Info You Can Use: Who Owns An Artist’s Booking Data?

A very interesting question regarding the relationship between an agent and artist was recently broached on the Musical America blog. An agent who has an artist leaving their representation for another company asks who owns the leads and contacts they have cultivated on behalf of the artist.

However, the question has come up as to whether we are obligated to give the artist all of the leads and contacts we have been pursuing on his behalf that have not been booked yet. That doesn’t seem fair. We have been working on some presenters for years, have invested a lot of time, and consider that to be our proprietary information. If we turn all of that over to his new manager, that’s just going to be a gift to the new manager who will follow up on all of our work and take the commissions.

Now you may think the agent is correct. It doesn’t seem fair that the new manager will benefit from the efforts of the company that the artist is leaving. However, lawyer Brian Taylor Goldstein answers that under the law of agency, representatives, a term which applies to people like attorneys, realtors, accountants, artist agents, etc, work for a principal party and all the work they do belongs to that principal. (my emphasis)

…there are four key concepts:

(1) An agent works for the principal and, while the agent can advise the principal, the agent must follow the instructions and directives of the principal.

(2) An agent can never put his or her own interests above that of the principal.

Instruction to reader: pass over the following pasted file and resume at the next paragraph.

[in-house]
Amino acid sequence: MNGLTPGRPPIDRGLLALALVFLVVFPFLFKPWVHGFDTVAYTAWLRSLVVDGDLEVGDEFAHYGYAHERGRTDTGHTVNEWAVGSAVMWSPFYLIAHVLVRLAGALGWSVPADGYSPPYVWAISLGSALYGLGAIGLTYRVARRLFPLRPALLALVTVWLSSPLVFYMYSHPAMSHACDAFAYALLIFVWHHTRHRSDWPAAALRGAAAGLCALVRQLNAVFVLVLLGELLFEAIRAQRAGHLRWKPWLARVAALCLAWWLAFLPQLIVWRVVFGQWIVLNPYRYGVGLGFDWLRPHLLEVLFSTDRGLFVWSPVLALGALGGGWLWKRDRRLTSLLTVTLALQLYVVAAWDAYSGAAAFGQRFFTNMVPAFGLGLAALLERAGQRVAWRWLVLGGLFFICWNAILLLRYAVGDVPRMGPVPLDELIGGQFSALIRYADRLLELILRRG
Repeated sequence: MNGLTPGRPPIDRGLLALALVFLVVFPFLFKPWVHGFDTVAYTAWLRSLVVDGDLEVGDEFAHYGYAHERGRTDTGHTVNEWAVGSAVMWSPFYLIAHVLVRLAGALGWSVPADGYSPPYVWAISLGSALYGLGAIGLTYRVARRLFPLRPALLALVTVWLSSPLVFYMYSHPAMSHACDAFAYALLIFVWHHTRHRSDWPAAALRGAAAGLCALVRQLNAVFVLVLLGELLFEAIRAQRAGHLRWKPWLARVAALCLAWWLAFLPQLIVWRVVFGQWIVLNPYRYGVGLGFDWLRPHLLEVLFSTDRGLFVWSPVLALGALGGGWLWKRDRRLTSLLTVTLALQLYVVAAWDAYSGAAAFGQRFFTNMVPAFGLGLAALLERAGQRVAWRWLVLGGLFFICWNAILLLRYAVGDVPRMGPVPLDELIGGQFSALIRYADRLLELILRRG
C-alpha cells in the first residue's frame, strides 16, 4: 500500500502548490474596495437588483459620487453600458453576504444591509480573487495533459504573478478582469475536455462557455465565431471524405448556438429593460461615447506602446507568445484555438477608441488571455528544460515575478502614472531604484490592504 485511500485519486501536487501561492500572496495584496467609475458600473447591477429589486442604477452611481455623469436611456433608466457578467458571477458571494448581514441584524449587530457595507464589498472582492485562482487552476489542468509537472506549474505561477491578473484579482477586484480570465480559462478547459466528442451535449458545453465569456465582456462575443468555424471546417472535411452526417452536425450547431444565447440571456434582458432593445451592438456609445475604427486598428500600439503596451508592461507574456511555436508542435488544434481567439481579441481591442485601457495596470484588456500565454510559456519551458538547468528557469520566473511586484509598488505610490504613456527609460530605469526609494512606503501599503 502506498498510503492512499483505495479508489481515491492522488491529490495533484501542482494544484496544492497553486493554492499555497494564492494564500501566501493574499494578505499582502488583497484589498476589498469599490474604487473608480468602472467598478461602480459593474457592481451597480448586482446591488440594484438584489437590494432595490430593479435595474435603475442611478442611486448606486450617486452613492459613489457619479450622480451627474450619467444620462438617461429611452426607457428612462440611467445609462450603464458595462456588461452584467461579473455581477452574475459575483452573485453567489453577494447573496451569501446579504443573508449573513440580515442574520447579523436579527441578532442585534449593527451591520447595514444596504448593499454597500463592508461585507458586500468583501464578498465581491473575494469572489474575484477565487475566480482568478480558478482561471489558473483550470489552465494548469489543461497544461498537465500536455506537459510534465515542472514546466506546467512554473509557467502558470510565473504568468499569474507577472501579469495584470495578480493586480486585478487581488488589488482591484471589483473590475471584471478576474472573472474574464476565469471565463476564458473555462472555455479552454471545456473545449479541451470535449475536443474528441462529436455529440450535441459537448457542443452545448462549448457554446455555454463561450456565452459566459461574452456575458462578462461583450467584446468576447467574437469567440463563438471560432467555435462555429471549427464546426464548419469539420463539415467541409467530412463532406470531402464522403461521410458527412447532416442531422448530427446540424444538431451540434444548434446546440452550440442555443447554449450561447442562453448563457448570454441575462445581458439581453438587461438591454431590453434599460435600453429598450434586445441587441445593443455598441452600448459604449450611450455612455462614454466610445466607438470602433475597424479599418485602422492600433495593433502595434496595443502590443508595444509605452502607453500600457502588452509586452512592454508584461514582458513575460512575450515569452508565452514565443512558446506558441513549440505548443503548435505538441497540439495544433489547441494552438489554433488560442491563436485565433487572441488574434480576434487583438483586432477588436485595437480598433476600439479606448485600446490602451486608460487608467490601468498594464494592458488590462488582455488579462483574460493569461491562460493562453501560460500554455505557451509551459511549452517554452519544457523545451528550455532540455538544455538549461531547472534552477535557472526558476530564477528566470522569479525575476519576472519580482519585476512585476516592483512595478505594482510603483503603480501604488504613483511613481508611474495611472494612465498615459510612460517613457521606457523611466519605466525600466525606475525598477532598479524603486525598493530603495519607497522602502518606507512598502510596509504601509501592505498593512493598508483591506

(3) All of the “results and proceeds” of the agent’s work on behalf of the principal belongs to the principal.

(4) Any contractual provision, written or oral, that contravenes rules (1) – (3) is null and void.

In short, when a manager represents an artist, the manager has no proprietary information. In other words, those aren’t your leads and contacts, they are the artist’s. While your leads and contacts may start out as your own, once you contact someone on behalf of an artist, the artist is legally entitled to know anyone you have spoken to on his or her behalf, including the details of such conversation. Moreover, unless there is an agreement to the contrary, the artist is also free to contact anyone directly on his own behalf.

This information was surprising to me. I knew that this relationship existed with one’s realtor, but didn’t realize it extended to artists and agents/managers as well.

Goldstein goes on to explain that the law is set up this way to protect the agent from liability for any breach by the principal. The agent isn’t liable if the artist fails to show up for a performance, for example.

(Of course, since the agent will be the first to receive an emotionally fraught phone call if the artist doesn’t show, they will bear a lot of non-legal responsibility.)

He also enumerates a number of aspects of the agent-artist relationship that people may assume are a matter of law, but are merely a result of traditional practice, and perhaps due for a change.

About Joe Patti

I have been writing Butts in the Seats (BitS) on topics of arts and cultural administration since 2004 (yikes!). Given the ever evolving concerns facing the sector, I have yet to exhaust the available subject matter. In addition to BitS, I am a founding contributor to the ArtsHacker (artshacker.com) website where I focus on topics related to boards, law, governance, policy and practice.

I am also an evangelist for the effort to Build Public Will For Arts and Culture being helmed by Arts Midwest and the Metropolitan Group. (http://www.creatingconnection.org/about/)

I am currently the Director of the Grand Opera House in Macon, GA.

Among the things I am most proud are having produced an opera in the Hawaiian language and a dance drama about Hawaii's snow goddess Poli'ahu while working as a Theater Manager in Hawaii. Though there are many more highlights than there is space here to list.

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